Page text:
Dear Miss Snark,
A few years ago, I was repped by an agency known for launching the career of a top bestselling author of our time. About the time I was signed the principal died. Though I was still bound by a three year contract, I was disappointed that the successors didn't circulate my manuscripts as I had expected.
Nonetheless, upon contract expiration, we parted cordially , and they have fully released me from future obligation.Would mentioning this in my query letters make me appear
a)more desirable (the star-producing agency's loss is the new agent's gain)
b)less desirable (if star-producing agent couldn't sell him, who can?)
c)obnoxious (name-dropping, bitter, agent-basher)?
Mentioning what? That you're able to part cordially with someone who didn't circulate your manuscript? That you're willing to sign three year representation agreement? And what the HELL kind of future obligation could you possibly be released from?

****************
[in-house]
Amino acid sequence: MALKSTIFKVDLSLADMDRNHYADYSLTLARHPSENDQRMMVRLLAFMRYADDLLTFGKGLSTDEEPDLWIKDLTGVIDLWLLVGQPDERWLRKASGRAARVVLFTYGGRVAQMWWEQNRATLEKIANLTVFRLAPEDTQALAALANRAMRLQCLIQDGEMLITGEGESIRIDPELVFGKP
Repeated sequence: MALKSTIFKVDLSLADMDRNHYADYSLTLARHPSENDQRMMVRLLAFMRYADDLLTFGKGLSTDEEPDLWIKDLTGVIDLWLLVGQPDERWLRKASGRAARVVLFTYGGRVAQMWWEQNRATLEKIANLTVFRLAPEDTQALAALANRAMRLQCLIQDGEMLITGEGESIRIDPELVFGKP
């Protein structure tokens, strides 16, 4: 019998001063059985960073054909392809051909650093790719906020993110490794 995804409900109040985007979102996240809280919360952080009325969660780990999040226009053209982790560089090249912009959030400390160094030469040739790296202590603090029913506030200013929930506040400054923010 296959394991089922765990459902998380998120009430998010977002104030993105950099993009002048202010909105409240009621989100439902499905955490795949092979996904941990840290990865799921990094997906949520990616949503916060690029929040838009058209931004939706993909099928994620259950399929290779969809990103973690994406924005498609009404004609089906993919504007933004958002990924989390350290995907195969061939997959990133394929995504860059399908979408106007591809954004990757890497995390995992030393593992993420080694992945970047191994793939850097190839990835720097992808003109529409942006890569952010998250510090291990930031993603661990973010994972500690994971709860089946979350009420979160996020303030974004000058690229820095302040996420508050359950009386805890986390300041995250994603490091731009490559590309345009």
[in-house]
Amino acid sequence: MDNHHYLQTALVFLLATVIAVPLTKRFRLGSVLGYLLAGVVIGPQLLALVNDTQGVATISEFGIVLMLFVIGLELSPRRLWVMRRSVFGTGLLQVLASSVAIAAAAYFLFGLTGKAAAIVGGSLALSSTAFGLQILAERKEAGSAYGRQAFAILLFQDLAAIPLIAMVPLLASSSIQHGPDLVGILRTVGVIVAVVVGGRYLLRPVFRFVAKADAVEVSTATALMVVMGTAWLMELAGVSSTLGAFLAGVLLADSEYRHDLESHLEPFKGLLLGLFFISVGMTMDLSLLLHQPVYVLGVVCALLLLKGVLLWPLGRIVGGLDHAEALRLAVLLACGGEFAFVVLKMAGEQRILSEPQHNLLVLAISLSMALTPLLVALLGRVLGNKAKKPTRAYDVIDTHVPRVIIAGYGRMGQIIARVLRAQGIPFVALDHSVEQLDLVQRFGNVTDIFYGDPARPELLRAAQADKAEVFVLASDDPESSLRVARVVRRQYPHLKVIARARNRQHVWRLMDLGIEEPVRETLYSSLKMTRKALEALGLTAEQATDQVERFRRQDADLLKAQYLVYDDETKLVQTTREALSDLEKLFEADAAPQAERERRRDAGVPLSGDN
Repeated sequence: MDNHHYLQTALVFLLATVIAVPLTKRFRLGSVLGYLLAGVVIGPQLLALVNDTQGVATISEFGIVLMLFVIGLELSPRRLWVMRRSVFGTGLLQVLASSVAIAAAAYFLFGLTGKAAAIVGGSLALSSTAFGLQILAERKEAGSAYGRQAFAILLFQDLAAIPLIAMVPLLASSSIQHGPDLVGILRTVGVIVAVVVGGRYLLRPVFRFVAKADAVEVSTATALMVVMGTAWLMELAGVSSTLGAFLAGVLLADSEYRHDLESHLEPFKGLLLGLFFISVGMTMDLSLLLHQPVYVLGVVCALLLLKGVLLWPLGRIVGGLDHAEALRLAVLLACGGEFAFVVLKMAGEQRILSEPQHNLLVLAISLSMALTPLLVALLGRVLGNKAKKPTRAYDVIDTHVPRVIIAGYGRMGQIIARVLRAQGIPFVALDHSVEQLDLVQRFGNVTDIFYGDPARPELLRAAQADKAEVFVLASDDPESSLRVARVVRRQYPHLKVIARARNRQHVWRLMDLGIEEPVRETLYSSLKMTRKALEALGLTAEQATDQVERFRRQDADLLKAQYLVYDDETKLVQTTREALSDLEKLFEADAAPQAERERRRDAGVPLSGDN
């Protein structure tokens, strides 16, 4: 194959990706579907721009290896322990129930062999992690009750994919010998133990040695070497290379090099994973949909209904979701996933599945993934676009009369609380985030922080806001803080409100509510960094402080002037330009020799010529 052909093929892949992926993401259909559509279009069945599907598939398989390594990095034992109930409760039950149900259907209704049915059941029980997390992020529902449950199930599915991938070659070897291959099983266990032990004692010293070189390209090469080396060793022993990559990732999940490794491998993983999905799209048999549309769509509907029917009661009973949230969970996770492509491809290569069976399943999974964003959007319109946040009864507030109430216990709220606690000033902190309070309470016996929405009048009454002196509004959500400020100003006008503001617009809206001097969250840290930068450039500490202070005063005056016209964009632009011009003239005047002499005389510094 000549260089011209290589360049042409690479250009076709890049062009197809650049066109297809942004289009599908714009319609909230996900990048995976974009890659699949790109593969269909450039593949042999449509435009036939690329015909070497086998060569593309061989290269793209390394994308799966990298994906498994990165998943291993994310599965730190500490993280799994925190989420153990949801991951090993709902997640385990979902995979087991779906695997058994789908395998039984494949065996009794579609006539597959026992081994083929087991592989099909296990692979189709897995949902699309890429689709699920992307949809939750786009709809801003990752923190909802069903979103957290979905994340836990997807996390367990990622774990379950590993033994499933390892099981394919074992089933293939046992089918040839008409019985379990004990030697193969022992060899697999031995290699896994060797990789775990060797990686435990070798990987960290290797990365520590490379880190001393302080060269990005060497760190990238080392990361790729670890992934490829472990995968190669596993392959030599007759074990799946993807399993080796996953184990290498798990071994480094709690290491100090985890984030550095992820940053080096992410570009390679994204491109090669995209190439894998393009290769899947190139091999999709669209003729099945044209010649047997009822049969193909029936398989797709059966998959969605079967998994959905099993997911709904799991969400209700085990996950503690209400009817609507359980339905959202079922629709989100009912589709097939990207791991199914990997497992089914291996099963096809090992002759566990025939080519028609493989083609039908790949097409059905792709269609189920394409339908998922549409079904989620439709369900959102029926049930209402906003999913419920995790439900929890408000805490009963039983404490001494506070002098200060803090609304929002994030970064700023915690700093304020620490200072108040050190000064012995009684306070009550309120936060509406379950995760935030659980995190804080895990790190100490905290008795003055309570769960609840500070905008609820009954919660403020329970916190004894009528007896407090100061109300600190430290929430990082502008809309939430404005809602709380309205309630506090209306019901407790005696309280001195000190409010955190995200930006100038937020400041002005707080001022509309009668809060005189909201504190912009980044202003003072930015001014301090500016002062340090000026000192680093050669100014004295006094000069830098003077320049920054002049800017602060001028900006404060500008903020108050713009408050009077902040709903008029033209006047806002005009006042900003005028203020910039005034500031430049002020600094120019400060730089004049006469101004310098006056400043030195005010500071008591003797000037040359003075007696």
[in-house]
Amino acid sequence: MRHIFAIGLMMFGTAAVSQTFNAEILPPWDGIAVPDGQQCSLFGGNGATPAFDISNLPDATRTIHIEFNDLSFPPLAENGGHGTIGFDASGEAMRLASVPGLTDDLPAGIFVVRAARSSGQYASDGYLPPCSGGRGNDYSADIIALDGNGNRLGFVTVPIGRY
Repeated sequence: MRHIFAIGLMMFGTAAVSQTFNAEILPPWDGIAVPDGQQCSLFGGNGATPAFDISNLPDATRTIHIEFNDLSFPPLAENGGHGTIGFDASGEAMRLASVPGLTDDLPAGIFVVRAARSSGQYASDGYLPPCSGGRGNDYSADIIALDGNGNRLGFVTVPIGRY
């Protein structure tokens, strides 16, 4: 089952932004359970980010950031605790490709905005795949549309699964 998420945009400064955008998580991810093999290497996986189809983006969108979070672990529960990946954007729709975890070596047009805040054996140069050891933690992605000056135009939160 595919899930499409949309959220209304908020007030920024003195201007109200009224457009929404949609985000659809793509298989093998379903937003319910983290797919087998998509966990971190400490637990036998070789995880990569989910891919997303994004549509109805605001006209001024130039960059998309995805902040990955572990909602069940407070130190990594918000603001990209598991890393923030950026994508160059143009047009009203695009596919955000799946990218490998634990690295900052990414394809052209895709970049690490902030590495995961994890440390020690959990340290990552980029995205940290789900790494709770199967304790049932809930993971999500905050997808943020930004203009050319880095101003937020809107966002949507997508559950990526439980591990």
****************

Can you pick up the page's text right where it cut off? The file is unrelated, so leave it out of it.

Maybe what you intend to mention is you've learned your lesson about agents?
You neglect to mention the most important info. Is this the same book you're seeking representation for? If yes you have to tell prospective agents that the book has been shopped around, when and to whom.
If it's a different project you don't have to tell them.
The question of SHOULD you mention it is harder to answer. Agent hopping clients are generally not seen as "catches". On the other hand it's not agent hopping if your agent ain't hoppin' cause he's dead as the proverbial rabbitania doornail. If you're hoping for prestige by association, well, you aren't alone. There's a reason buildings on 51st street have a Park Avenue address and it's not cause the front door opens onto Park Ave.
Frankly, I'd leave it off. Let your writing woo prospective agents. And no more of this three year contract thing. That's just nuts.